Y Chromosome Testing for Genealogy

FutureLearn (17 May 2016) How Is the Y Chromosome Passed Down by Males Through the Generations? [Video file] retrieved from https://youtu.be/vC92N5lndjE

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A Review of DNA Basics


DNA is a long, double chain of subunits called nucleotides or bases. In spite of the size and complexity of a DNA molecule, there are only four different bases, each referred to by its first letter: adenine (A), guanine (G), cytosine (C) and thymine (T). As the two chains line up next to each other to make a DNA molecule, adenine (A) and thymine (T) pair only with each other as do guanine (G) and cytosine (C). A DNA molecule is characterized by the sequence of these base pairs (bps) along the chain. Click here for more detail about DNA structure.

While whole genome sequencing is becoming more readily available, it is still too expensive and too time consuming to be a practical tool for the genealogist. Instead scientists have looked for sets of nucleotide pairs or sequences of pairs that are highly polymorphic--that is, sections of DNA where a variety of different sequences (called alleles) are found among individuals in the same human population. These sets are referred to as markers.

Short Tandem Repeats (STRs)


Only about five percent of human DNA is actually thought to code for traits. Most of the rest is made of long stretches of nucleotide base pairs whose function is not known. Within these stretches are short, moderately repetitive base pair sequences. The number of repeats is inherited and is easily detectable making them ideal identifying markers. The number of repeating units can occasionally change during evolution and descent. Though these changes are rare, they happen frequently enough to make them useful markers for familial relationships.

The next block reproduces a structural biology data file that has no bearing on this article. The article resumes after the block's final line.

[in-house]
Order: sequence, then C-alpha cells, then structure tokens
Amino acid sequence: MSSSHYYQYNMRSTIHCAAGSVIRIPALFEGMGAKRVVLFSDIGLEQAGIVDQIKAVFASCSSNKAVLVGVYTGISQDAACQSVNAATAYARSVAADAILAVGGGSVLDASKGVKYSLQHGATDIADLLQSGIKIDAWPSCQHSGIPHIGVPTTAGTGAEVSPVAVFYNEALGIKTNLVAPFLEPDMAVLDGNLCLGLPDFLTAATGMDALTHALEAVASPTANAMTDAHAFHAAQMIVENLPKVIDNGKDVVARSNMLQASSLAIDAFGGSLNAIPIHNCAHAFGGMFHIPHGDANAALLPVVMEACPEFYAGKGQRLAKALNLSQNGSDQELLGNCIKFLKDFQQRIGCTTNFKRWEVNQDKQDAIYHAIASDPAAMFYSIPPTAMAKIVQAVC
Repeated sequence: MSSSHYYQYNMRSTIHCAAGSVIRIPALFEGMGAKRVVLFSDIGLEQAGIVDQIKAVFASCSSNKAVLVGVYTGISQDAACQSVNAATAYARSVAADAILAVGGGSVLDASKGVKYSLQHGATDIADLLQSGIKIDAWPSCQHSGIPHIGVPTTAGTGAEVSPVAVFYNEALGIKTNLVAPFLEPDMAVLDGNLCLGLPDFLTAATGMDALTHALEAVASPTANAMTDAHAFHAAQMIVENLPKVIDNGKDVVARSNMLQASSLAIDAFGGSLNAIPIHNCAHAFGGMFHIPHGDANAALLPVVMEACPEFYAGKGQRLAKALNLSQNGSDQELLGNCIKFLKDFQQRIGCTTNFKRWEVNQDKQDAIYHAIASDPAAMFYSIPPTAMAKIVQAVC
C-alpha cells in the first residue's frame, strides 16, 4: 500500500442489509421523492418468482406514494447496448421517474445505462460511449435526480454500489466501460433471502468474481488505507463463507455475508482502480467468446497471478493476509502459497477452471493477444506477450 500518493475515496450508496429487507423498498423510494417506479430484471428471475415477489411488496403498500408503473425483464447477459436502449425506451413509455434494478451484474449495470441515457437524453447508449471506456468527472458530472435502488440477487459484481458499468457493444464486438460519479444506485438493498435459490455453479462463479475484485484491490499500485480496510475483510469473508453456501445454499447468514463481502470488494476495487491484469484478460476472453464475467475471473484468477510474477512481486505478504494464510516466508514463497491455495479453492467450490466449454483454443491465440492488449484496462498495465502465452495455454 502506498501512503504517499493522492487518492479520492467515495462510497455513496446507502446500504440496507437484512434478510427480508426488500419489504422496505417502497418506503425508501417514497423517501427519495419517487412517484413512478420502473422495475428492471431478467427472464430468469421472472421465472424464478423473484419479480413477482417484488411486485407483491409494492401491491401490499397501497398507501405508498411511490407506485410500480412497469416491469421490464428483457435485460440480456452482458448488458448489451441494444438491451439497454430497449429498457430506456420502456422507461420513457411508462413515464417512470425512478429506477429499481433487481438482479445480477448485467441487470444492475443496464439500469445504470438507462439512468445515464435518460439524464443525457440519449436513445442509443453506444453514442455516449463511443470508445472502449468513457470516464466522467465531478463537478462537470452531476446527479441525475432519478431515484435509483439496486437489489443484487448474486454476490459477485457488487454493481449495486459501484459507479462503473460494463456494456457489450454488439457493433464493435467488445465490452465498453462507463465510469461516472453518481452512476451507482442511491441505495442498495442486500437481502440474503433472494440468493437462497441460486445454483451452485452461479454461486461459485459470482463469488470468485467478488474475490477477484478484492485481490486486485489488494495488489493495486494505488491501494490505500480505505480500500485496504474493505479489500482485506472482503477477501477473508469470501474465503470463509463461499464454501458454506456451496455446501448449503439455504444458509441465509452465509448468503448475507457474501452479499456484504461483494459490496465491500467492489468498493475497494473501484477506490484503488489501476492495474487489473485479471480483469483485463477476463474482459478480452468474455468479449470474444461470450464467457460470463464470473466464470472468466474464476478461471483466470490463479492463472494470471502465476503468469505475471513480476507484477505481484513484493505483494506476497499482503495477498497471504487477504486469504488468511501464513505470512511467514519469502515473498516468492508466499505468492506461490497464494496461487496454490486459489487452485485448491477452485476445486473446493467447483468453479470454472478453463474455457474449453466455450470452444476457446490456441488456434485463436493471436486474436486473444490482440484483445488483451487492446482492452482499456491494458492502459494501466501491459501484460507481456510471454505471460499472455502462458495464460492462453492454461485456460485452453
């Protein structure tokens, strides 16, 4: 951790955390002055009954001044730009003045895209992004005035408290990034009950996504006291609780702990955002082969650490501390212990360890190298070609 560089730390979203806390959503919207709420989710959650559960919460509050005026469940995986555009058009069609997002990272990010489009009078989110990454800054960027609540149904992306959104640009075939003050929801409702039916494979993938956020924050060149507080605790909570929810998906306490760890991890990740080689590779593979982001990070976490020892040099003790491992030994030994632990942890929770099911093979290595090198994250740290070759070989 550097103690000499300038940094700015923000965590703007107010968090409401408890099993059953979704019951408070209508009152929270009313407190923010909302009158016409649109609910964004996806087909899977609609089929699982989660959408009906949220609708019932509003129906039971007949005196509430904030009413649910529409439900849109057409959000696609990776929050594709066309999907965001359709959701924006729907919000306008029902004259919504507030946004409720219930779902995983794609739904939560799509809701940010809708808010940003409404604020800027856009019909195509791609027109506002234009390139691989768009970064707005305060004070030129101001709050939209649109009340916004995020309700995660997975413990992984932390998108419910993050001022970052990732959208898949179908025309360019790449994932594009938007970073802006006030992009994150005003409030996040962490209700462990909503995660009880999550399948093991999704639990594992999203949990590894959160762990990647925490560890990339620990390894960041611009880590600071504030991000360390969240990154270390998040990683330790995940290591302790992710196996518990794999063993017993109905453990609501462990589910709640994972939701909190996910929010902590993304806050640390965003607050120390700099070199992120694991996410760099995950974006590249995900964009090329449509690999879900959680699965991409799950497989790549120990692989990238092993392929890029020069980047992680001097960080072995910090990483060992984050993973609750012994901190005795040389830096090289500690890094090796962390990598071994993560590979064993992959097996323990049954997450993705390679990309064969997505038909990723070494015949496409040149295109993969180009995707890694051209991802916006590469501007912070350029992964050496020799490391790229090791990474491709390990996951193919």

A Common Misconception


is that DNA testing can only reveal a person's father's or paternal line. This is not correct.


That misconception is rooted in the correct fact that Y DNA (or Y chromosome) testing is only available to males and only reveals the direct paternal line .

Because women do not have a Y chromosome, they cannot participate in Y DNA testing directly. However, women who want to learn about their direct paternal line can recruit a father brother, uncle or cousin—even a distant cousin—to test on her behalf. (Be sure to offer to pay for the test if your surrogate candidate is not mad for genealogy.)

Women (and men) can also use
mitochondrial DNA testing to learn a bit about their direct maternal line.

In more recent years, autosomal DNA testing has become available to all. Autosomal DNA testing can be used to learn about maternal and paternal lines by both males and females. It has become a major tool for the genealogy community.

One type of these repetitive markers are called Short Tandem Repeat (STR) or sometimes microsattelites. The units of STRs are much generally from two to ten base pairs in length and may be repeated as many as 100 times at a given location on a chromosome. The human genome contains hundreds of thousands of these STRs evenly distributed on all the chromosomes. STRs make ideal markers for genetic typing for genealogy because of their rich diversity (polymorphism) and wide distribution. They can be characterized quickly and fairly easy in the lab.

Here is a simplified example. Humans have two sets of 23 chromosomes--one set from their mother and one set from their father. So, for example, an individual, Thelma, might inherit a chromosome #17 marker with a short sequence of four bps repeated eight times from her mother, Ethel, and the same sequence repeated three times from her father, Art.

To illustrate :
Maternal chromosome #17 GATCGATCGATCGATCGATCGATCGATCGATC
Paternal chromosome #17 GATCGATCGATC

Where Can I Go From Here?

©️2002 - 2017 Context.info

Contexo.info is a not for profit, educational website.

Where Can I Go From Here?

©️2002 - 2017 Context.info

Contexo.info is a not for profit, educational website.